US president Barack Obama acknowledged in an interview broadcast yesterday that the United States had underestimated the rise of the Islamic State militant group, which has seized control of a broad swath of territory in the Middle East, and had placed too much trust in the Iraqi military, allowing the region to become “ground zero for jihadists around the world.”
Reflecting on how a president who wanted to disentangle the United States from wars in the Middle East ended up redeploying to Iraq and last week expanding air operations into Syria, Mr Obama pointed to assessments by the intelligence agencies that said they were surprised by the rapid advances made in both countries by the Islamic State.
“Our head of the intelligence community, Jim Clapper, has acknowledged that, I think, they underestimated what had been taking place in Syria,” Mr Obama said on 60 Minutes, the CBS News programme, referring to James R. Clapper Jr., the director of national intelligence. Mr Obama added that the agencies had overestimated the ability and will of the Iraqi army to fight such Sunni extremists.
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“That’s true. That’s absolutely true,” he said. In citing Mr Clapper, Mr Obama made no mention of any misjudgment he may have made himself. Critics have repeatedly pointed to his comment last winter characterizing groups like the Islamic State as a “JV team” compared with the original al-Qaeda.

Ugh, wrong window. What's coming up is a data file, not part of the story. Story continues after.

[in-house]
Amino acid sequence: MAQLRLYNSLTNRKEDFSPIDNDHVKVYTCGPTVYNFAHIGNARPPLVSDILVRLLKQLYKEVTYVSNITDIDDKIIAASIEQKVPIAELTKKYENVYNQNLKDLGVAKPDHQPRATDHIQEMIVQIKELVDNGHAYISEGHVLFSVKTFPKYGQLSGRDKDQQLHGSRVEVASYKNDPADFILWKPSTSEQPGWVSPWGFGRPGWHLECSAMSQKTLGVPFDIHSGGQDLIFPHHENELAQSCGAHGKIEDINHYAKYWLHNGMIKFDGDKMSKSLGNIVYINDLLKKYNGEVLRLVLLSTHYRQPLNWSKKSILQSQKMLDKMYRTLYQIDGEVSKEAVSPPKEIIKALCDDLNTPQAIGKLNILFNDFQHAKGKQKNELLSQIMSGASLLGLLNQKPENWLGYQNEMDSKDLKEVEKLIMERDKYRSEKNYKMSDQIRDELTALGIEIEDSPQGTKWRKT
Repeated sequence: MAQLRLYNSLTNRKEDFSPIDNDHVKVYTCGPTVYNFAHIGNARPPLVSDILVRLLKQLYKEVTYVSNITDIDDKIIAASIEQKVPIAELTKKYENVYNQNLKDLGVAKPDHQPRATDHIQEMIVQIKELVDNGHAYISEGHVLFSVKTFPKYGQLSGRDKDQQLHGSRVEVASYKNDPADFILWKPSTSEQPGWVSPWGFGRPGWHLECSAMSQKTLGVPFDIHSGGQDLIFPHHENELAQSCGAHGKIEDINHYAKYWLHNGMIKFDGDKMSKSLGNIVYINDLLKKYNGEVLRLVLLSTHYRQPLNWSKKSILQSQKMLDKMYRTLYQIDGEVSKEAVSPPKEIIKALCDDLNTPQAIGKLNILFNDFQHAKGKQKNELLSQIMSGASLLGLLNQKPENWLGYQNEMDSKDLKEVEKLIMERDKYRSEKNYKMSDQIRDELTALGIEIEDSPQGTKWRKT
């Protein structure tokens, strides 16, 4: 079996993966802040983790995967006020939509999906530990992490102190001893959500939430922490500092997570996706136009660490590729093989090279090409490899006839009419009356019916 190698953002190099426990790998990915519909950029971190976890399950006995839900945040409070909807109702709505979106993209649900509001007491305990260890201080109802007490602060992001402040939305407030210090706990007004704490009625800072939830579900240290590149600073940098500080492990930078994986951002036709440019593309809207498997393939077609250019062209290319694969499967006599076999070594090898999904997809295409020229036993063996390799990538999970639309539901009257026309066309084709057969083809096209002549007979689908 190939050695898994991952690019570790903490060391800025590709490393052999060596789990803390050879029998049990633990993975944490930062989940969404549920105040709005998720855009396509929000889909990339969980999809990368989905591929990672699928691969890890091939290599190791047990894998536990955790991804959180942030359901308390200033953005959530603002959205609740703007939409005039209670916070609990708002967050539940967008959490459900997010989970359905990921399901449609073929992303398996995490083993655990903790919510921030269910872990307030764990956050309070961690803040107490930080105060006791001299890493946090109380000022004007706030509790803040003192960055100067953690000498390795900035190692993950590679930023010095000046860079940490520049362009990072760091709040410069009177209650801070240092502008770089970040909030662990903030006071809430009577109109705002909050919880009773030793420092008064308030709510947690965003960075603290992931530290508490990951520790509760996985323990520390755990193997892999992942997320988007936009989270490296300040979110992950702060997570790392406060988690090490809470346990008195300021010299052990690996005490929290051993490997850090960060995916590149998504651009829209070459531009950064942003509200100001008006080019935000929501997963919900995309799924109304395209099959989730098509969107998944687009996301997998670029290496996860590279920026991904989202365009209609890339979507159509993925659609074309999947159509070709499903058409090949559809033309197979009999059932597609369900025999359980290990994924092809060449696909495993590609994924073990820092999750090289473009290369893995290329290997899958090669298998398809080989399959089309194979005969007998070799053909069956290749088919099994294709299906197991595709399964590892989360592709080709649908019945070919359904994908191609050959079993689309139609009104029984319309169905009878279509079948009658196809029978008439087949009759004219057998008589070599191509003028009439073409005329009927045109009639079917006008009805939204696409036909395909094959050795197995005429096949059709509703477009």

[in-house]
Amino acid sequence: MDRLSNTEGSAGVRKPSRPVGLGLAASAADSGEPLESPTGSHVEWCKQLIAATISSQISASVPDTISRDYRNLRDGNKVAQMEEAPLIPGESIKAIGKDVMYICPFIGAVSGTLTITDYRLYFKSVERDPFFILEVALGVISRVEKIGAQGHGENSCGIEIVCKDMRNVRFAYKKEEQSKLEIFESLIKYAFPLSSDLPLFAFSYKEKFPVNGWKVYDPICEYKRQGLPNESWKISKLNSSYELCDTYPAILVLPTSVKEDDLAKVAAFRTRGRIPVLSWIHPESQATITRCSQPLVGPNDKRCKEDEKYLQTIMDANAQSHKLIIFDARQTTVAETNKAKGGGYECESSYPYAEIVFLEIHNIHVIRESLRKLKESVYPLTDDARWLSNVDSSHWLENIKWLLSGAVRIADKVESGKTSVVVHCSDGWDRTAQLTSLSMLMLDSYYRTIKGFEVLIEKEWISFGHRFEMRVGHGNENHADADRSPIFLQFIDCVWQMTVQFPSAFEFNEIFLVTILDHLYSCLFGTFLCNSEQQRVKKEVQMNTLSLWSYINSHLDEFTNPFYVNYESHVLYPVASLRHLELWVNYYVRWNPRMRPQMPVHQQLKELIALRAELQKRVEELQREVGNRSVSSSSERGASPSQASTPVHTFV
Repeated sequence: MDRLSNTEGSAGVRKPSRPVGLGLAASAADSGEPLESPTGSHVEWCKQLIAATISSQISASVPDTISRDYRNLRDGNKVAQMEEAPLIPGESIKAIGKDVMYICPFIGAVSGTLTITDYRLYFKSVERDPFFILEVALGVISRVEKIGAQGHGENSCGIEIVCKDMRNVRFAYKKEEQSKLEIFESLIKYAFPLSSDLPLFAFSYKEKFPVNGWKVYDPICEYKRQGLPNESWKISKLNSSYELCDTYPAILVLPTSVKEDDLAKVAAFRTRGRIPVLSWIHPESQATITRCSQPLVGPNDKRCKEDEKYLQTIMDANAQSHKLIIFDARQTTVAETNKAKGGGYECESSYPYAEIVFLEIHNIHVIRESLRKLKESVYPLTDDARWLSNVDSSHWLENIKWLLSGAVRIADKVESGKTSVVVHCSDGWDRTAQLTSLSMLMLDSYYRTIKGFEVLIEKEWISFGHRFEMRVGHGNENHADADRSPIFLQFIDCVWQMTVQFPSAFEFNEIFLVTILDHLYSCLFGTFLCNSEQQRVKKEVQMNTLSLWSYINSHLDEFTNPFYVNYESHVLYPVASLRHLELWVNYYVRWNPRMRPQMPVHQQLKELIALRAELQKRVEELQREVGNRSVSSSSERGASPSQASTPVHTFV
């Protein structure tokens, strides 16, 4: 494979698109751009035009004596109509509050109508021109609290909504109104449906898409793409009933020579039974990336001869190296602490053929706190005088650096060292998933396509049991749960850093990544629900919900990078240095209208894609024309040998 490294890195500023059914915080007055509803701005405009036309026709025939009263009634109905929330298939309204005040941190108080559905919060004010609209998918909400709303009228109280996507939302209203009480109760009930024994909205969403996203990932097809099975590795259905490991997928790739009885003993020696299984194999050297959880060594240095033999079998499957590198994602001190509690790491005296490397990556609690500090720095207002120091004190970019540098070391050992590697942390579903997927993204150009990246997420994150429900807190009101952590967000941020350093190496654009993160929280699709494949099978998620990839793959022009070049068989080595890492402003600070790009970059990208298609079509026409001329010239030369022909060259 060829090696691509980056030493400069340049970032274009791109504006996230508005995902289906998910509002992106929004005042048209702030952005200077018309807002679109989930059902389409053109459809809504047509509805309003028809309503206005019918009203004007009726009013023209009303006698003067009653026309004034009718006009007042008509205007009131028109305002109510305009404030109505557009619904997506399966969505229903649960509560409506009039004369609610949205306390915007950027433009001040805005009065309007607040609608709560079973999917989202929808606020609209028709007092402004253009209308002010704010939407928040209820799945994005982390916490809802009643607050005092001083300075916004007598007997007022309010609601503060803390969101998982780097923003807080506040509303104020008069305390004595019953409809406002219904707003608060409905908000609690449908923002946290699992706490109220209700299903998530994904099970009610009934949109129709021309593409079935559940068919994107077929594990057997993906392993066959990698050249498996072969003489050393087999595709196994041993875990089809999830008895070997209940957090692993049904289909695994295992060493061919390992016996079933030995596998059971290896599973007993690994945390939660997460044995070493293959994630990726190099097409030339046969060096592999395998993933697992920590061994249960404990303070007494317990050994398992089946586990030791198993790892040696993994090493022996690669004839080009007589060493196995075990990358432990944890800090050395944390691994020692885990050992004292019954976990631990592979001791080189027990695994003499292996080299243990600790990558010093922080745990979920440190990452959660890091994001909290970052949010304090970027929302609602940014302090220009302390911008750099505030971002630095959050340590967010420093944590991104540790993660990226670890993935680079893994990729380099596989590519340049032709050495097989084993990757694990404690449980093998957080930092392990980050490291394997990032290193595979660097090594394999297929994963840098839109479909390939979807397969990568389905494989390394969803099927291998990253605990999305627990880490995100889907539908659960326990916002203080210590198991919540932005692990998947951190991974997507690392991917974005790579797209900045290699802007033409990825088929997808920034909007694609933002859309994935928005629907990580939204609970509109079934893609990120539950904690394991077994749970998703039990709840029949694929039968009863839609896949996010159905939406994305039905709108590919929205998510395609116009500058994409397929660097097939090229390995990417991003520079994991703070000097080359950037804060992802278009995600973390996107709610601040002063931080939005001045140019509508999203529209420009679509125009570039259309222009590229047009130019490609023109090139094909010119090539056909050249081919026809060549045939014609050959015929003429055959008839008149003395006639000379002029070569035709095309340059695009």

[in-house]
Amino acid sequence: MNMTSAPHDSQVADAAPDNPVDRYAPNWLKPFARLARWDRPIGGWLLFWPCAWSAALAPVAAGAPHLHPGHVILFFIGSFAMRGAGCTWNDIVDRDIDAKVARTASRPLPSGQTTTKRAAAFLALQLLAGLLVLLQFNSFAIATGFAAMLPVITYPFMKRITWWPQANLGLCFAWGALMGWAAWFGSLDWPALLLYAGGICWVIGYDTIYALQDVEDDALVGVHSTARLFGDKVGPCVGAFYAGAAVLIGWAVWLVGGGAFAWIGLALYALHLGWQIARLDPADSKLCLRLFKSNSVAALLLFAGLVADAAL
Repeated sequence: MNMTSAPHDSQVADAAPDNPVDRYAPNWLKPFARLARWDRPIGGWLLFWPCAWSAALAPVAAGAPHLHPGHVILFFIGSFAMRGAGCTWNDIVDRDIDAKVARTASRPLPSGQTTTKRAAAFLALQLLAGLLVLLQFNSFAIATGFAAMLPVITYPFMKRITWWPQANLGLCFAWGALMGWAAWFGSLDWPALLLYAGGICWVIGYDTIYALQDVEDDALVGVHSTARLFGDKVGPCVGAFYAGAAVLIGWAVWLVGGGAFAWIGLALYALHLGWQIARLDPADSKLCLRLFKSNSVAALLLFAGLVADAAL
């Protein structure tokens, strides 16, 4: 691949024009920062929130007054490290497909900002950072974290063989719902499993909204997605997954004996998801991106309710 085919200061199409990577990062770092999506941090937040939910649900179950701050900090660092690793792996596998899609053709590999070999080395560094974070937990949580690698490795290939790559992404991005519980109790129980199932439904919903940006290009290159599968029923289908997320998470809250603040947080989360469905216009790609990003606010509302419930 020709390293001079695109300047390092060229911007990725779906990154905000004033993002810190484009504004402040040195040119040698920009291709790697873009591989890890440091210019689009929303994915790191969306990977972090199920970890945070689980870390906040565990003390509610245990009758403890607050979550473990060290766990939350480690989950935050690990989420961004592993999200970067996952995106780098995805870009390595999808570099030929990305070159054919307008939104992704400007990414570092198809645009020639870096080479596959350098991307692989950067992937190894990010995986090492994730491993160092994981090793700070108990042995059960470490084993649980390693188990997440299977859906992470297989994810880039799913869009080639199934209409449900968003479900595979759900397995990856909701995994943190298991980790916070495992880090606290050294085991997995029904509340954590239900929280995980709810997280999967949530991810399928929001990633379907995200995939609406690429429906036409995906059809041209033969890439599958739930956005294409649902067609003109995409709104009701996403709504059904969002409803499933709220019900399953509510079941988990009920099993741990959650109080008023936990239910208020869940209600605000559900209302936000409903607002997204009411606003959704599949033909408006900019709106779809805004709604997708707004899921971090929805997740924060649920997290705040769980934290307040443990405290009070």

But he rebutted critics who say his refusal to intervene more directly in the Syrian civil war and his decision to pull all American troops out of Iraq in 2011 had created conditions that allowed the rise of the Islamic State. Instead, he pointed a finger at Nouri al-Maliki, until recently the prime minister of Iraq.
“When we left, we had left them a democracy that was intact, a military that was well-equipped and the ability then to chart their own course,” Mr Obama said. “And that opportunity was squandered over the course of five years or so because the prime minister, Maliki, was much more interested in consolidating his Shia base.”
By contrast, he praised al-Maliki’s newly installed successor, Haider al-Abadi, whom he met in New York last week, for assembling a more inclusive government that may undercut Sunni support for the Islamic State. Al-Abadi “so far at least has sent all the right signals,” Mr Obama said. “We can’t do this for them.”
But he was measured in that assessment, saying there had been “some progress” by the new Baghdad government. “I wouldn’t say great yet,” he said.
Mr Obama conceded that his strategy would be less likely to succeed in Syria, where he is working at odds with the government rather than in tandem. Mr Obama has called for president Bashar Assad of Syria to step down, but now the two share an enemy in the Islamic State.
The United States’ plan relies on trying to build up a separate rebel force that can take on both Assad’s government and the Islamic State, but Mr Obama dismissed as “mythology” the notion that he should have done that two years ago.
“We’ve got a campaign plan that has a strong chance for success in Iraq,” he said. “I think Syria is a more challenging situation.”
The New York Times